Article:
The human love story between man and woman became The Song of Songs, only because of the other, sublime poetry behind it.
Were it not for the heavenly love–the earthly love would have expressed only a cry of biological craving.
What raises the physical yearning is the loftier craving for which the human physical love serves as an allegory.
Even when the lovers are not aware of it, their love includes in it something more, elements that they cannot define to themselves.
The biology of desire is very direct, very simple—and in and of itself, quite uninteresting.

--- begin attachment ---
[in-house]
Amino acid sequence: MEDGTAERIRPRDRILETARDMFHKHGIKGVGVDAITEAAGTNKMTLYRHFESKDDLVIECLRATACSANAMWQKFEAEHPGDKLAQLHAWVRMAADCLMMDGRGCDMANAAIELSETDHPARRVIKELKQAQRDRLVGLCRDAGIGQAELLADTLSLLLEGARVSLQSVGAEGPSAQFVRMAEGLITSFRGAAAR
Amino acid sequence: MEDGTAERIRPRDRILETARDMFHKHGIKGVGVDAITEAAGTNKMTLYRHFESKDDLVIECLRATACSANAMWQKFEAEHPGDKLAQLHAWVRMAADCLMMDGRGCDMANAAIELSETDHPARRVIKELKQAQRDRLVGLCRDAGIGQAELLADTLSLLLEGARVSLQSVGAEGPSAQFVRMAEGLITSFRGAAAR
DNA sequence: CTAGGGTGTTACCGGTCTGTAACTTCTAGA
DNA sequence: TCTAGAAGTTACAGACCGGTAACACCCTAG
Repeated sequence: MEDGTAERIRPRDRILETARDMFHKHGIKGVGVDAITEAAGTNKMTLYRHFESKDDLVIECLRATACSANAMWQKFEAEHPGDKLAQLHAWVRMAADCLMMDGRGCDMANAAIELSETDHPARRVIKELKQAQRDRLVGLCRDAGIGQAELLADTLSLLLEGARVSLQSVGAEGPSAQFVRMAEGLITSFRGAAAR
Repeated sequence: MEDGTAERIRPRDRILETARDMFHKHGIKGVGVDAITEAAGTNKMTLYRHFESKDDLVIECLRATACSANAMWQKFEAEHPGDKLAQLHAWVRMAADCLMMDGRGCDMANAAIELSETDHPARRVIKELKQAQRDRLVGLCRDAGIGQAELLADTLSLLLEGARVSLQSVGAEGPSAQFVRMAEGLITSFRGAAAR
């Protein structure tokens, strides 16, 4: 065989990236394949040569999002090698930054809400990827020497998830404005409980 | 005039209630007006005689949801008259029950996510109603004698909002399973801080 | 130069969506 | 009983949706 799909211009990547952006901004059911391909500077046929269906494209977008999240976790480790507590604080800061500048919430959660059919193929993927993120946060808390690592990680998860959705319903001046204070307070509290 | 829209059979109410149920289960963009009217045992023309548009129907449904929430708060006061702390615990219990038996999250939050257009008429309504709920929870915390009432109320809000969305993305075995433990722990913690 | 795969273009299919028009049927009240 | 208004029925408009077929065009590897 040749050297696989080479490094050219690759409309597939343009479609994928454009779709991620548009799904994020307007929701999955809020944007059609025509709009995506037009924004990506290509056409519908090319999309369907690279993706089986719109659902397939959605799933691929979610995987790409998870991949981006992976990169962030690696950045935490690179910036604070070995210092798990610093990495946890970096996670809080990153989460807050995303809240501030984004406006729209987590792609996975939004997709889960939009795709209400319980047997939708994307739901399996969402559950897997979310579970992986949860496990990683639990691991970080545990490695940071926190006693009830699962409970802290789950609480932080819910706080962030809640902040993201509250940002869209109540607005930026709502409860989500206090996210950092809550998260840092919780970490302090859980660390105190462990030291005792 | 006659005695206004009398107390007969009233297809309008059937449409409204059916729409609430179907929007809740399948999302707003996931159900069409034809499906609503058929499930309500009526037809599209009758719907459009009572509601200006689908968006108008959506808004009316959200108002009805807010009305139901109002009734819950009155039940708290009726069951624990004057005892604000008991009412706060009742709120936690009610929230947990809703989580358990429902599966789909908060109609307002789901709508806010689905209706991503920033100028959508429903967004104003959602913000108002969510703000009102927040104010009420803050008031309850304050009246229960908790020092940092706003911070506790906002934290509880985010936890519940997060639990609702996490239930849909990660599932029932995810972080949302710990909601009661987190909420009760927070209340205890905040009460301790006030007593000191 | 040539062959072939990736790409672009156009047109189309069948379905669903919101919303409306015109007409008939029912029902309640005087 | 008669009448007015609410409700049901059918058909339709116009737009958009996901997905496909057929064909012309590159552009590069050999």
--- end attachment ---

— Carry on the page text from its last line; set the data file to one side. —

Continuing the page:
But here, because there is something beyond it, the love cry exceeds its purpose as an instrument for the satisfaction of physical desire—it becomes a song-poem.
And in a wider scope, since the love between the lover and his beloved is really a material symbol of the entire love of a people and, more than that, of the entire world, the song is lifted up, gains dimensions of another greatness and scope in which matter ceases to be only physical, and becomes the material bearer of other essences.
–Rabbi Adin Steinsaltz
In "The Song of Songs," in On Being Free by Rabbi Adin Steinsaltz